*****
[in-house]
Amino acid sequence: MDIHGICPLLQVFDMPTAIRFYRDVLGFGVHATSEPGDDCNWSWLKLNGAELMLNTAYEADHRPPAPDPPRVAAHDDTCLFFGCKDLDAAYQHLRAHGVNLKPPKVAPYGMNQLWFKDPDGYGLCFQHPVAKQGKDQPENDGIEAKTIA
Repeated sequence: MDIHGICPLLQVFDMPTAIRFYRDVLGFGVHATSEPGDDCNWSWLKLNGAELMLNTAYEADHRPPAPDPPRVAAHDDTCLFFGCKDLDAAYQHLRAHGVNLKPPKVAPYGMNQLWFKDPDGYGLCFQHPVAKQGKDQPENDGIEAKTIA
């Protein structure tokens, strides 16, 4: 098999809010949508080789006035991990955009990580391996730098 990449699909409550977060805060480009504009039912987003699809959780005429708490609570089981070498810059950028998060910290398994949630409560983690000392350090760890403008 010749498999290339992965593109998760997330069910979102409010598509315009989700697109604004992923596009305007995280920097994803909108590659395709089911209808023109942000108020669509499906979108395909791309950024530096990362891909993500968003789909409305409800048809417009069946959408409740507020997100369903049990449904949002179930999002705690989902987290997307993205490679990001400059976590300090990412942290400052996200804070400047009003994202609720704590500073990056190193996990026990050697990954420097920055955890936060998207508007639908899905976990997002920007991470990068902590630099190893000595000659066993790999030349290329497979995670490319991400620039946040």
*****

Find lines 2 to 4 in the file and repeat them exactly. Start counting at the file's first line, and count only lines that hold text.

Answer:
Amino acid sequence: MDIHGICPLLQVFDMPTAIRFYRDVLGFGVHATSEPGDDCNWSWLKLNGAELMLNTAYEADHRPPAPDPPRVAAHDDTCLFFGCKDLDAAYQHLRAHGVNLKPPKVAPYGMNQLWFKDPDGYGLCFQHPVAKQGKDQPENDGIEAKTIA
Repeated sequence: MDIHGICPLLQVFDMPTAIRFYRDVLGFGVHATSEPGDDCNWSWLKLNGAELMLNTAYEADHRPPAPDPPRVAAHDDTCLFFGCKDLDAAYQHLRAHGVNLKPPKVAPYGMNQLWFKDPDGYGLCFQHPVAKQGKDQPENDGIEAKTIA
């Protein structure tokens, strides 16, 4: 098999809010949508080789006035991990955009990580391996730098 990449699909409550977060805060480009504009039912987003699809959780005429708490609570089981070498810059950028998060910290398994949630409560983690000392350090760890403008 010749498999290339992965593109998760997330069910979102409010598509315009989700697109604004992923596009305007995280920097994803909108590659395709089911209808023109942000108020669509499906979108395909791309950024530096990362891909993500968003789909409305409800048809417009069946959408409740507020997100369903049990449904949002179930999002705690989902987290997307993205490679990001400059976590300090990412942290400052996200804070400047009003994202609720704590500073990056190193996990026990050697990954420097920055955890936060998207508007639908899905976990997002920007991470990068902590630099190893000595000659066993790999030349290329497979995670490319991400620039946040």